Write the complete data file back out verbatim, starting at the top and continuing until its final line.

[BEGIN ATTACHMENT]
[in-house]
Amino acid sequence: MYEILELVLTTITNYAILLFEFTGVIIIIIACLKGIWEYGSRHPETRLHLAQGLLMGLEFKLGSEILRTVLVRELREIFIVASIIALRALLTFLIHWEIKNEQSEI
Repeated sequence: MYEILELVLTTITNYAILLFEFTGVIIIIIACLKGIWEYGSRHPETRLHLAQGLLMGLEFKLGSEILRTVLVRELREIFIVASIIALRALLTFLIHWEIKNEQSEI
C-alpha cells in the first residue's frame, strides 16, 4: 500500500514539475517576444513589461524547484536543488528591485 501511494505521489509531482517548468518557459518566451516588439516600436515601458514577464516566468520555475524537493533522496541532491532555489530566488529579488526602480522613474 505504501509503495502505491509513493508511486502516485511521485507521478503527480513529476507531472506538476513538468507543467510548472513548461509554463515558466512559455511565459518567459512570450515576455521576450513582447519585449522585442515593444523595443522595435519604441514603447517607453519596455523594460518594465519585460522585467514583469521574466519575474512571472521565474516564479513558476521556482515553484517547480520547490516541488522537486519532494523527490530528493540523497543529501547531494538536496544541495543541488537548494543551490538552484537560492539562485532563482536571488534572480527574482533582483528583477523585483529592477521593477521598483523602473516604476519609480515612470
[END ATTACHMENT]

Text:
[in-house]
Amino acid sequence: MYEILELVLTTITNYAILLFEFTGVIIIIIACLKGIWEYGSRHPETRLHLAQGLLMGLEFKLGSEILRTVLVRELREIFIVASIIALRALLTFLIHWEIKNEQSEI
Repeated sequence: MYEILELVLTTITNYAILLFEFTGVIIIIIACLKGIWEYGSRHPETRLHLAQGLLMGLEFKLGSEILRTVLVRELREIFIVASIIALRALLTFLIHWEIKNEQSEI
C-alpha cells in the first residue's frame, strides 16, 4: 500500500514539475517576444513589461524547484536543488528591485 501511494505521489509531482517548468518557459518566451516588439516600436515601458514577464516566468520555475524537493533522496541532491532555489530566488529579488526602480522613474 505504501509503495502505491509513493508511486502516485511521485507521478503527480513529476507531472506538476513538468507543467510548472513548461509554463515558466512559455511565459518567459512570450515576455521576450513582447519585449522585442515593444523595443522595435519604441514603447517607453519596455523594460518594465519585460522585467514583469521574466519575474512571472521565474516564479513558476521556482515553484517547480520547490516541488522537486519532494523527490530528493540523497543529501547531494538536496544541495543541488537548494543551490538552484537560492539562485532563482536571488534572480527574482533582483528583477523585483529592477521593477521598483523602473516604476519609480515612470